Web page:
THE RAINBOW BOOK
was surprised to see so much jollity in so poor a place; but Santa Claus didn't seem to be so—he merely muttered, " It's all right this year!" and withdrew with her the same way they had come.
" And now," remarked Santa Claus cheerily, " before I go back to the party children or do anything else I must visit all the other hospitals. I've brought you home because you must be very tired, little woman. I'm terribly busy to-night— half afraid I shan't get it over in time: just think of the disappointment if I don't! So good-night, Nancy! Pleasant dreams ! A Merry Christmas and a Happy New Year !"
And his kind face bent over her in bed, as it had over so many others that Christmas Eve; and as he pressed her hand he added, with a smile, " I've a terrible lot to do, and I mustn't forget anybody!"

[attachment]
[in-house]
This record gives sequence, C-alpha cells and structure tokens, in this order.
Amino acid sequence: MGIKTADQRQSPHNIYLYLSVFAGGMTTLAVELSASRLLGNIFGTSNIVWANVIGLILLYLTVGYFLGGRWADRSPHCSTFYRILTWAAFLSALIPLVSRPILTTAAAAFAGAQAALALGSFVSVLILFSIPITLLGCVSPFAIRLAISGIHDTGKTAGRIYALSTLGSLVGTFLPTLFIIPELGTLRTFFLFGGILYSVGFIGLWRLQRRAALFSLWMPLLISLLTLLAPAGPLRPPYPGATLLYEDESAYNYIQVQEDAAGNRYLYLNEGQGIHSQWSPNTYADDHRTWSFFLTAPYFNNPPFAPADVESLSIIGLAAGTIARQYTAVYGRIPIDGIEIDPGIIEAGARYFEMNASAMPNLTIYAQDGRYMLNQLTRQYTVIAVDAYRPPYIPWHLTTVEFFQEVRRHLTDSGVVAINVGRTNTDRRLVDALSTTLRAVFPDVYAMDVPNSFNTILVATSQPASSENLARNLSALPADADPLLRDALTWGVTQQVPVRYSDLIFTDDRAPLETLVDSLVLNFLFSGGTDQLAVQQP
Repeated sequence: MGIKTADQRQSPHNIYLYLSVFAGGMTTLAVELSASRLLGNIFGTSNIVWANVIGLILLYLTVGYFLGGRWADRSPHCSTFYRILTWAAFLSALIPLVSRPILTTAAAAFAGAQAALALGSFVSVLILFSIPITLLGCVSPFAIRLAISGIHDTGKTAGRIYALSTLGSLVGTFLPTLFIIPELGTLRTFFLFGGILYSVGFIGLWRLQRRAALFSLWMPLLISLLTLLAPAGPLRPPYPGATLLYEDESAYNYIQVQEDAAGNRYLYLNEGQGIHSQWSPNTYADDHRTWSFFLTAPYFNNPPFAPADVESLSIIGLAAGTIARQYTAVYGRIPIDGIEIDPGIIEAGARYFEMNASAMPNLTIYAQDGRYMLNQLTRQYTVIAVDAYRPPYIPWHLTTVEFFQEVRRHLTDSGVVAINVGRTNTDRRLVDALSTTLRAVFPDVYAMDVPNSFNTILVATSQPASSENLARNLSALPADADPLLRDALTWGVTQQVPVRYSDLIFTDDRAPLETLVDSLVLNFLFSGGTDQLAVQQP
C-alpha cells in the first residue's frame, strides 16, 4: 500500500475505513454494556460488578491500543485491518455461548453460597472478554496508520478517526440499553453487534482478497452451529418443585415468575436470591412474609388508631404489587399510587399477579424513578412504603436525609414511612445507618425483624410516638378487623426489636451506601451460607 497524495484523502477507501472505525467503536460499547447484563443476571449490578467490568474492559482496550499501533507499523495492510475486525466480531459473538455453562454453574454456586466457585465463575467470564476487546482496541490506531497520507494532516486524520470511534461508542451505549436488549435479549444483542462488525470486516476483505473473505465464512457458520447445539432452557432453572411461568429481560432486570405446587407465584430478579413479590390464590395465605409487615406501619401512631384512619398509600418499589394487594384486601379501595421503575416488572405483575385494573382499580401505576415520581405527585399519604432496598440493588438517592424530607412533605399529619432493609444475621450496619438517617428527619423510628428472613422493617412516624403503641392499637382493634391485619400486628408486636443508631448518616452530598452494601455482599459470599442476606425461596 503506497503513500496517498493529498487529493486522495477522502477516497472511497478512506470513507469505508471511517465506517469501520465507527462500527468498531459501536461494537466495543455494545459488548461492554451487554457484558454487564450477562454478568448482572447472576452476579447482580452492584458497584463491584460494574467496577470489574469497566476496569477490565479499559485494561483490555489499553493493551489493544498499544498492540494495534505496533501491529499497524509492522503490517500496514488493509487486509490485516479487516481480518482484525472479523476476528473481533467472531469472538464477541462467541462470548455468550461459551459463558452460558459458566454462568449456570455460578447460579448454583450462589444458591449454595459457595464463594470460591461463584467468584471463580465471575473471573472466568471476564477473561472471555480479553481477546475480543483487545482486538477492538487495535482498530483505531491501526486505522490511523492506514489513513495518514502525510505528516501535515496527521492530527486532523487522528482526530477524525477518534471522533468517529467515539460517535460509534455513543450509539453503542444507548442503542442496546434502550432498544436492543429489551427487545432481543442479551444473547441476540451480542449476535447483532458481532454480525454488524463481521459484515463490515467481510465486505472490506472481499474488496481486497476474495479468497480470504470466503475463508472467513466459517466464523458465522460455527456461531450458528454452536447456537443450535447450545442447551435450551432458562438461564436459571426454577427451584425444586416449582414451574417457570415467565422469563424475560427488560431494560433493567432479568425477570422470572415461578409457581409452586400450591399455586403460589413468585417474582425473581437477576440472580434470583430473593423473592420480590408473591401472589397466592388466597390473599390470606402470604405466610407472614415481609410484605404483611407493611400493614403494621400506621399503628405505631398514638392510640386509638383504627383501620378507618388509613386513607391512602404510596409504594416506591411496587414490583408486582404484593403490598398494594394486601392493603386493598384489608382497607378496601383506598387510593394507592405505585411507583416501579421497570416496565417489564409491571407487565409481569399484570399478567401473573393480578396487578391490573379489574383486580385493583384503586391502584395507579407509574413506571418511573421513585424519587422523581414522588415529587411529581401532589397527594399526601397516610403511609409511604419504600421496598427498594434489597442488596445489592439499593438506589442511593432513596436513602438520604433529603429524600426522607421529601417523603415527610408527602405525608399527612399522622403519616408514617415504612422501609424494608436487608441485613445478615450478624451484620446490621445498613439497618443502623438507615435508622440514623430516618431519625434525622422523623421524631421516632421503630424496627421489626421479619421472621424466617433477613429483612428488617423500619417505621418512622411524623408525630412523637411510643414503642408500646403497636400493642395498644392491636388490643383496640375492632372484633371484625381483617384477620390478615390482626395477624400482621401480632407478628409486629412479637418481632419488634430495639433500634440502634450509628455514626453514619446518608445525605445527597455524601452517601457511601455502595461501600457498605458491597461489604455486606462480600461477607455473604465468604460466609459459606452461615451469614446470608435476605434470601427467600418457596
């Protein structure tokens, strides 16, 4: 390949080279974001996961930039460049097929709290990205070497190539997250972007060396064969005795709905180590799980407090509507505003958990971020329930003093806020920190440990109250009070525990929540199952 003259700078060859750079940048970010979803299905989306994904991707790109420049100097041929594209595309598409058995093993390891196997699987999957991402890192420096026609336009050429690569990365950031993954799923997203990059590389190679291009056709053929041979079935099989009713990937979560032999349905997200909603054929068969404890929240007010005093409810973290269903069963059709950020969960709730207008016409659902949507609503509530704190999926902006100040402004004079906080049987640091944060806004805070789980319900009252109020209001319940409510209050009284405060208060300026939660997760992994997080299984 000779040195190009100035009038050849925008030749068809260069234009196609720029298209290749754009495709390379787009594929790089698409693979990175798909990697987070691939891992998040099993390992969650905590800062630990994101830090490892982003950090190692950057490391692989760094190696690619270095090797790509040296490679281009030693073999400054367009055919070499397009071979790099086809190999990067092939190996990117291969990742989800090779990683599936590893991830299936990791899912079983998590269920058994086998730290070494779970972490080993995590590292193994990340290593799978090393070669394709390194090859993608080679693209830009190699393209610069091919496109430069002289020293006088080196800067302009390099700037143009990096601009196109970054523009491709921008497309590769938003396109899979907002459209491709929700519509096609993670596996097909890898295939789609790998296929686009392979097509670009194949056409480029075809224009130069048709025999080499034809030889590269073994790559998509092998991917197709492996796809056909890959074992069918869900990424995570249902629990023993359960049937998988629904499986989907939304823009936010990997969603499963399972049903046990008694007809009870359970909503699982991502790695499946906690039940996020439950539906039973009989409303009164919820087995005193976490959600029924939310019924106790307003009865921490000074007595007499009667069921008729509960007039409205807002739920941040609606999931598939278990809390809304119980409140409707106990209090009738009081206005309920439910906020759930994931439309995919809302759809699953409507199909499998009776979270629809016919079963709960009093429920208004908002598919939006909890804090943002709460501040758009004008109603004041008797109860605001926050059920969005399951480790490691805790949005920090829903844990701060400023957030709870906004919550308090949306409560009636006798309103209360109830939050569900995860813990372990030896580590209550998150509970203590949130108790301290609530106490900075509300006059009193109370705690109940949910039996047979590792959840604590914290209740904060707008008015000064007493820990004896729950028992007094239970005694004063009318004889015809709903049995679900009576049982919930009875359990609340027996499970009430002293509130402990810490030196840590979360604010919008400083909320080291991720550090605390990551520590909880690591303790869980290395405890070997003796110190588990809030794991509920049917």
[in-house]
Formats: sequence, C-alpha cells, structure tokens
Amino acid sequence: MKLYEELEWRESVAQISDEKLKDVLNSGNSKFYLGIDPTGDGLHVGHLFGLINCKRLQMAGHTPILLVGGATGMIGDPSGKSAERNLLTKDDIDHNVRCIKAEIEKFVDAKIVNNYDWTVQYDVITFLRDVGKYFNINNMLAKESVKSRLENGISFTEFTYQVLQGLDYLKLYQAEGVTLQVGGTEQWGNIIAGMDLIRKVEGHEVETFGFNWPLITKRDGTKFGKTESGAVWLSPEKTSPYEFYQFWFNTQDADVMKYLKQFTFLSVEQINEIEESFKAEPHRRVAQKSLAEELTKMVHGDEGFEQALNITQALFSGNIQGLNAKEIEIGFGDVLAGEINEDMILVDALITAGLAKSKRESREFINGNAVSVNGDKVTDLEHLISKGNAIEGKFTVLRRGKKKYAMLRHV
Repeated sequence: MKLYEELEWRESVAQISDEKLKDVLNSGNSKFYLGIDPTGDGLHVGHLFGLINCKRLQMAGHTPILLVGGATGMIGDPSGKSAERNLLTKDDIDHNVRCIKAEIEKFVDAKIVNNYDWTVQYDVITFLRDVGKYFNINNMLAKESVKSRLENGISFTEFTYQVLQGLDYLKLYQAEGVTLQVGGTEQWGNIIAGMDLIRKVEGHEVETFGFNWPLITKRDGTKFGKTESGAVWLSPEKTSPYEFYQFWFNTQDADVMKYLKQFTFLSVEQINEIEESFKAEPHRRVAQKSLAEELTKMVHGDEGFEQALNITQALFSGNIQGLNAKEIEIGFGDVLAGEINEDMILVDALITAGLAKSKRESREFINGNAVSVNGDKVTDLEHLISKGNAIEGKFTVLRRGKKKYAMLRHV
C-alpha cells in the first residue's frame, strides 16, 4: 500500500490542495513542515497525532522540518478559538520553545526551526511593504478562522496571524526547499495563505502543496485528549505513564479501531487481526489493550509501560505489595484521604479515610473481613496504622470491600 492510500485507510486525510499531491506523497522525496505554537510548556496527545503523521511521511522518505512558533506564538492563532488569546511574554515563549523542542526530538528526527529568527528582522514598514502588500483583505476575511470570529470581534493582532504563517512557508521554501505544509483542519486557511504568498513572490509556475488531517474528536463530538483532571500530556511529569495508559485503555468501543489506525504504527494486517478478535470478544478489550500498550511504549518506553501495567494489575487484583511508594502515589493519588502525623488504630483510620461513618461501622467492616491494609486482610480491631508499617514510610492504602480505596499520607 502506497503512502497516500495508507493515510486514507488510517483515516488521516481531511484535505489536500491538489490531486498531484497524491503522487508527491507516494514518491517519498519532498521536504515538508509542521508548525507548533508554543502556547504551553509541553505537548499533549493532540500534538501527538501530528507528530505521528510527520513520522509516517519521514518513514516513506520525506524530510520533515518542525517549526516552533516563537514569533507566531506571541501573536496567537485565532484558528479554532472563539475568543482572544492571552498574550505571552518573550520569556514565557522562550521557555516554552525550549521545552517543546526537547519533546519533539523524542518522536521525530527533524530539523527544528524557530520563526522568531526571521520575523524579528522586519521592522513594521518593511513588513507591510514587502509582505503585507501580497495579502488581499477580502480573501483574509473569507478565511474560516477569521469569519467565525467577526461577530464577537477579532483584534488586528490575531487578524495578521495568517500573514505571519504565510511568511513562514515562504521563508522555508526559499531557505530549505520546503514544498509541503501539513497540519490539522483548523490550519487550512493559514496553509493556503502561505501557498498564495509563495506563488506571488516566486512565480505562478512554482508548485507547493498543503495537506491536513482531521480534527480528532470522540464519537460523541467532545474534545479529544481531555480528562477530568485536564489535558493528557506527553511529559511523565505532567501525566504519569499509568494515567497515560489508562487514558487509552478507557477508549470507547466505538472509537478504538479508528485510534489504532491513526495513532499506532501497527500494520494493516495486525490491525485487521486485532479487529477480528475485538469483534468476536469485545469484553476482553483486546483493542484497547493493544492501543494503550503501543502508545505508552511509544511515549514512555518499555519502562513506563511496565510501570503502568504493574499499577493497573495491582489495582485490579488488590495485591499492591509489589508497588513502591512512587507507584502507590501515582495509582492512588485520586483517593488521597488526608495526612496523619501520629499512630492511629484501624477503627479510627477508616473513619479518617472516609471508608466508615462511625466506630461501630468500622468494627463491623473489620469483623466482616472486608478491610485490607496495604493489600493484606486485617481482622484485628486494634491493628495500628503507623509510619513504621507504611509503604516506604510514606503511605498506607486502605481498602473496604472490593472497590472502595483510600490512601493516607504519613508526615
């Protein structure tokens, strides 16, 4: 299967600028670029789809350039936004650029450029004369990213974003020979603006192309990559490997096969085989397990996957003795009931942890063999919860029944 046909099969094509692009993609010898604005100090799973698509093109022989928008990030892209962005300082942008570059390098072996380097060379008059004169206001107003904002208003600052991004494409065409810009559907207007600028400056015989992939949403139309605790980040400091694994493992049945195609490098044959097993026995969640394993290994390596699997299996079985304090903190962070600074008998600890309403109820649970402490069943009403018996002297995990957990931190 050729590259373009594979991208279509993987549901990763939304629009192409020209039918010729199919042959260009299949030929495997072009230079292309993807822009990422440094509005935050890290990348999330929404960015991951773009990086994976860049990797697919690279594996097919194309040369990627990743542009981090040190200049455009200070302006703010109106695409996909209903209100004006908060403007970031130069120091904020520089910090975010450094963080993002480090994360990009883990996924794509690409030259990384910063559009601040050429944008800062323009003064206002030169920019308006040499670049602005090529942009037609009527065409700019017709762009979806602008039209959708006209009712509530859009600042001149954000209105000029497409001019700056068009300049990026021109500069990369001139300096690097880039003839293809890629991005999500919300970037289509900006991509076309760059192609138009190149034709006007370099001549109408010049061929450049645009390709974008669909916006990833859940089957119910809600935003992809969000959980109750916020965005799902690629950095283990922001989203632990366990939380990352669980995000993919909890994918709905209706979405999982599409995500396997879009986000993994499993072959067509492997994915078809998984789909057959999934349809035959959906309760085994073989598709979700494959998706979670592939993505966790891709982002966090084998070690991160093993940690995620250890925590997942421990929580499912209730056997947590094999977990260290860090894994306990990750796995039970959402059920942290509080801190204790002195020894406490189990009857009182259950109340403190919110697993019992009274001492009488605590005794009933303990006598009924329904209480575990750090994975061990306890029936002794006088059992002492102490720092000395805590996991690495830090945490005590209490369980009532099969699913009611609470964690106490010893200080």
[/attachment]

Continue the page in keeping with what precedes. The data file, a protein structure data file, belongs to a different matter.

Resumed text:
The dawn heralded once again a Christmas Day, and when the sun peeped forth he awoke Nancy. She looked round, and uttered a cry of surprise and delight. For before her astonished eyes she seemed to see a little fairy-land all to herself. Grouped about her bed were a skipping-rope, a workbox— both handsomer than Janey's—and a little box besides. She couldn't believe they were real, so she felt them all over, and not only found they were quite real, but the little box when it was touched sent forth the most lovely, mysterious music.